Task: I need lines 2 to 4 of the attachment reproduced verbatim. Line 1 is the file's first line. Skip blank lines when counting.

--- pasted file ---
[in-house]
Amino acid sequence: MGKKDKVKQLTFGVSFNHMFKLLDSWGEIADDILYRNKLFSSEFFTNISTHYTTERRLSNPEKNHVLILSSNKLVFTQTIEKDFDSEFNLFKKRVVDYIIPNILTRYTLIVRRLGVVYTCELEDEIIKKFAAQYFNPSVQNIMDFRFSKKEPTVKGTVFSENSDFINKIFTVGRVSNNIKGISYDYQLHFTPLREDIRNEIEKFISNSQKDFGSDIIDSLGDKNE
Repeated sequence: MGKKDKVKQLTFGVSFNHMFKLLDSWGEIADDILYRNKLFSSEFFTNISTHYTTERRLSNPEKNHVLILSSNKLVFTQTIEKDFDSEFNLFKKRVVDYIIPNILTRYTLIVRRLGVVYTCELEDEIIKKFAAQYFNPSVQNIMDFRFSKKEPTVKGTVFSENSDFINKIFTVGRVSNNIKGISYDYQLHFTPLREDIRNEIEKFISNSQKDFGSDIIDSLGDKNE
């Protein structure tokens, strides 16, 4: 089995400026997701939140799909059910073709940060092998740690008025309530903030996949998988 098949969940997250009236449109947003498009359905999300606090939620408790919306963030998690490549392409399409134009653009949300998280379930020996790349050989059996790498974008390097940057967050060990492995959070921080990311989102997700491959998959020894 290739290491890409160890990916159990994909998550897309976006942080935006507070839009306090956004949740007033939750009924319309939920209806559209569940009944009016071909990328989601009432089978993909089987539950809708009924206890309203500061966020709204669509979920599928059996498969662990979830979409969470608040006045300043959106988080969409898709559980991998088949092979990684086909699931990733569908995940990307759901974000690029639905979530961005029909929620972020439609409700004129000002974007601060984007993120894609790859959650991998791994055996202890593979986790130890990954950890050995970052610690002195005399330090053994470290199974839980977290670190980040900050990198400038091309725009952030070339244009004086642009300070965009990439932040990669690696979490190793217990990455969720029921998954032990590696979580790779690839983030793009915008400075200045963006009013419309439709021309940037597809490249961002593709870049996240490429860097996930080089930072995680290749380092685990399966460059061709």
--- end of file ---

Amino acid sequence: MGKKDKVKQLTFGVSFNHMFKLLDSWGEIADDILYRNKLFSSEFFTNISTHYTTERRLSNPEKNHVLILSSNKLVFTQTIEKDFDSEFNLFKKRVVDYIIPNILTRYTLIVRRLGVVYTCELEDEIIKKFAAQYFNPSVQNIMDFRFSKKEPTVKGTVFSENSDFINKIFTVGRVSNNIKGISYDYQLHFTPLREDIRNEIEKFISNSQKDFGSDIIDSLGDKNE
Repeated sequence: MGKKDKVKQLTFGVSFNHMFKLLDSWGEIADDILYRNKLFSSEFFTNISTHYTTERRLSNPEKNHVLILSSNKLVFTQTIEKDFDSEFNLFKKRVVDYIIPNILTRYTLIVRRLGVVYTCELEDEIIKKFAAQYFNPSVQNIMDFRFSKKEPTVKGTVFSENSDFINKIFTVGRVSNNIKGISYDYQLHFTPLREDIRNEIEKFISNSQKDFGSDIIDSLGDKNE
């Protein structure tokens, strides 16, 4: 089995400026997701939140799909059910073709940060092998740690008025309530903030996949998988 098949969940997250009236449109947003498009359905999300606090939620408790919306963030998690490549392409399409134009653009949300998280379930020996790349050989059996790498974008390097940057967050060990492995959070921080990311989102997700491959998959020894 290739290491890409160890990916159990994909998550897309976006942080935006507070839009306090956004949740007033939750009924319309939920209806559209569940009944009016071909990328989601009432089978993909089987539950809708009924206890309203500061966020709204669509979920599928059996498969662990979830979409969470608040006045300043959106988080969409898709559980991998088949092979990684086909699931990733569908995940990307759901974000690029639905979530961005029909929620972020439609409700004129000002974007601060984007993120894609790859959650991998791994055996202890593979986790130890990954950890050995970052610690002195005399330090053994470290199974839980977290670190980040900050990198400038091309725009952030070339244009004086642009300070965009990439932040990669690696979490190793217990990455969720029921998954032990590696979580790779690839983030793009915008400075200045963006009013419309439709021309940037597809490249961002593709870049996240490429860097996930080089930072995680290749380092685990399966460059061709």